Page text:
The National Association has adopted the term "Realtor" to designate the members of its constituent boards. It has established exclusive rights to the word, so that it may not be used by those who are not members. The purpose is to make the word Realtor convey a definite impression of reliability and competency. So long as its use can be confined to those who subscribe to the Code of Ethics, this content can be preserved. The advantage to the dealer of using the word is evident. To the public as a whole it is coming more and more to mean exactly what it was designed for, and the dealer who uses it avails himself of the nation-wide advertising and recognition of the term.


1. The change in the attitude of business from one of cut-throat competition to that of competitive cooperation is reflected in the real estate business where an effort is being made to standardize and improve practices throughout the business.

2. One of the first results of such a spirit is the organization of a local real estate board composed of the most reliable members of the business in a community. The purposes of such a board are : (1) to unite the real estate men of the community to forward the interests of real estate; (2) to enable its members to carry on their business more effectively and more efficiently ; (3) to promote a high code of ethics in the business. Membership consists of all who are actively engaged in the business and those who are interested in real estate.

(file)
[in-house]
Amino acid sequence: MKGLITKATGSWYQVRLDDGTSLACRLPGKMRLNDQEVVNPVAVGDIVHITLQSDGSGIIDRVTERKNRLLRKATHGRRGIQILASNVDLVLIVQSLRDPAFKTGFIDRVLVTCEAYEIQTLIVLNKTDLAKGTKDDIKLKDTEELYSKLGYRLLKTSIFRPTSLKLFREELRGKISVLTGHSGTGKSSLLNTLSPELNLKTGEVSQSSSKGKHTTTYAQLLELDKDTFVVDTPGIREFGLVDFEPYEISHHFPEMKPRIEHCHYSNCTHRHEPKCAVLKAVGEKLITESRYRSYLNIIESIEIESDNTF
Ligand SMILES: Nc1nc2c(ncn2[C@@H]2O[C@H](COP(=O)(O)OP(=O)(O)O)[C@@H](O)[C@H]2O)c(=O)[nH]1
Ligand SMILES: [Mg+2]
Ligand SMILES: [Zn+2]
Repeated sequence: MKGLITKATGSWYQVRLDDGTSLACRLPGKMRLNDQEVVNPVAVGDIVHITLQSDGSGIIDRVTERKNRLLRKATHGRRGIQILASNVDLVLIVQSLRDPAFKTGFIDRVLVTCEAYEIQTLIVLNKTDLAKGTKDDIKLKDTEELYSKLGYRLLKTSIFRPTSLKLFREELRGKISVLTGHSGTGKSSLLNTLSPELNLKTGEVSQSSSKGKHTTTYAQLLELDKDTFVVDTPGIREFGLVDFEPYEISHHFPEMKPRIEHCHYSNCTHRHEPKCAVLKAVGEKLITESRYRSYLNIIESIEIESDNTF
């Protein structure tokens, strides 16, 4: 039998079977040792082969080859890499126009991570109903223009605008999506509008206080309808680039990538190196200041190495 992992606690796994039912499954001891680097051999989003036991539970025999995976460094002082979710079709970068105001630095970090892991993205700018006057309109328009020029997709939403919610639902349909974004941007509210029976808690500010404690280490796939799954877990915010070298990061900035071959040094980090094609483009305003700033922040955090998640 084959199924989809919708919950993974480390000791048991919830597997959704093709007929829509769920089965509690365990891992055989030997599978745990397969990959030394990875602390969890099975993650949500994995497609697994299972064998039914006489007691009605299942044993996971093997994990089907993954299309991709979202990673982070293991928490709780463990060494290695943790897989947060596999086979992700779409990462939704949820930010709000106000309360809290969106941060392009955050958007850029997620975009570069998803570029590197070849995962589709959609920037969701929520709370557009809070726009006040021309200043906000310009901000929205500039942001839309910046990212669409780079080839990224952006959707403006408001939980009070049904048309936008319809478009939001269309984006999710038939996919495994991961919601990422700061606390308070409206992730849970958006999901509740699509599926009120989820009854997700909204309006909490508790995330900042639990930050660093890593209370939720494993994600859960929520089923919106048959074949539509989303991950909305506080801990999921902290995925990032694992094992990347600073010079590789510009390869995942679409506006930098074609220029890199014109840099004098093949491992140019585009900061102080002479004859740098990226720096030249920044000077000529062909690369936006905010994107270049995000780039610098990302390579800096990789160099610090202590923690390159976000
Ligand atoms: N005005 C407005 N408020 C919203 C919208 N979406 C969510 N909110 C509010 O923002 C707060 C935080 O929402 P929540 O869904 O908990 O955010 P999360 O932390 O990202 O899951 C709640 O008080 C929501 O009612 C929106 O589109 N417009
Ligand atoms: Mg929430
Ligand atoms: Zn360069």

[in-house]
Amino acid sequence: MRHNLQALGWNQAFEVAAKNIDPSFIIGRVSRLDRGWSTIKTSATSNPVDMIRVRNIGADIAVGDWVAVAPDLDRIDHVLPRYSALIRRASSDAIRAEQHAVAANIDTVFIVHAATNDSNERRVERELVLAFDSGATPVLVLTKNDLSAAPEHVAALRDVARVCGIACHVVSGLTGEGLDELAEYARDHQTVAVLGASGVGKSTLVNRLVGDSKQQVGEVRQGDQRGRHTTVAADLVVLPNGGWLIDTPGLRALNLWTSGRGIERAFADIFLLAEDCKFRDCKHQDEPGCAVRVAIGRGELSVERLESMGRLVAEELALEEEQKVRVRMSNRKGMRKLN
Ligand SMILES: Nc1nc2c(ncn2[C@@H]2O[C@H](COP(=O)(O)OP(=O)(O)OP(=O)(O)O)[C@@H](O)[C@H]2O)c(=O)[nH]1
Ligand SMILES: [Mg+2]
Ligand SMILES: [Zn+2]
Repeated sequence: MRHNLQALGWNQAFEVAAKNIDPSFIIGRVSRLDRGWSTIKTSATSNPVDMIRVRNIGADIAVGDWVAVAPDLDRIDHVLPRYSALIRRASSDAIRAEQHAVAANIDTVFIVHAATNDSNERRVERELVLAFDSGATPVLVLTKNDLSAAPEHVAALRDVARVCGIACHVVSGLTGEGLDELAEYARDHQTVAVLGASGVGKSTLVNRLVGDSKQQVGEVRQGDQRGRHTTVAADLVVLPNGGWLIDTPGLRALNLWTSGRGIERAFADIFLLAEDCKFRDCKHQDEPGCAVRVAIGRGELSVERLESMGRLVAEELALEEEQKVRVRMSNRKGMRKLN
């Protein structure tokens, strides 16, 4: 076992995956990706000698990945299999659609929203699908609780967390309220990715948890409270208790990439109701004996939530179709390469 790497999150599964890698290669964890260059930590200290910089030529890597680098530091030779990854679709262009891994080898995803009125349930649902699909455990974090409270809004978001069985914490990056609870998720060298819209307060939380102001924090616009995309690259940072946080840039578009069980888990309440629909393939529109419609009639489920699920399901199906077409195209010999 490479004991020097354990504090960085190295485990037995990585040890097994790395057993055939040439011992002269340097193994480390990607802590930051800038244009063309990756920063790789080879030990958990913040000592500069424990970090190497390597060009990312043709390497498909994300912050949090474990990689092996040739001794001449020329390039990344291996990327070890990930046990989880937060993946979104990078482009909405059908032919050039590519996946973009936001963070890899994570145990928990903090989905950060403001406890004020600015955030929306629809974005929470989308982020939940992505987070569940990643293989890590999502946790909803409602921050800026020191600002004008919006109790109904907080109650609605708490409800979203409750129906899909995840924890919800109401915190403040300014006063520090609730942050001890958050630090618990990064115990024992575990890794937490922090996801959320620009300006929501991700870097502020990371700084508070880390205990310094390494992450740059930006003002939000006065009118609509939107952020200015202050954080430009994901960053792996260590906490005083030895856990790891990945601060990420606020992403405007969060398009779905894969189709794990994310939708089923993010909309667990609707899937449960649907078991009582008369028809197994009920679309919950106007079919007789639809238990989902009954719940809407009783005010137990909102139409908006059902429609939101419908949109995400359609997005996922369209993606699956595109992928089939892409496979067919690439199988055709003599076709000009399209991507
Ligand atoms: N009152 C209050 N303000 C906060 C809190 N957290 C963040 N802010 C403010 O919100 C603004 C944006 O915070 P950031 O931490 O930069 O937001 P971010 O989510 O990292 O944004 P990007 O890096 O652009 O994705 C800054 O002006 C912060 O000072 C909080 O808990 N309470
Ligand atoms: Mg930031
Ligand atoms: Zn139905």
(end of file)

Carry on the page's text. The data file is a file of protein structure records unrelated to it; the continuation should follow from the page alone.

3. Local boards find themselves affected by many influences that are wider in their application than the local boards, so that they are obliged to combine in state-wide organizations to protect their interests and forward the interests of real estate in the whole commonwealth.

4. State Associations and the local boards find their interests frequently nation-wide, and as a result combine into a National Association for effecting their purposes on a nation-wide scale.

5. The aims of the National Association of Real Estate Boards are to bring about more scientific, uniform, and efficient methods of dealing in real estate, to forward a Code of Ethics that will place the real estate business above reproach as a business, and to promote education in real estate subjects.

6. The Code of Ethics of the National Association of Real Estate Boards covers the topics of (1) the broker's duties to his fellow broker; (2) the duties of the agent to his client; (3) the duties of the agent to his customer; and (4) suggestions to the public. The standards set up in this Code are high and worthy.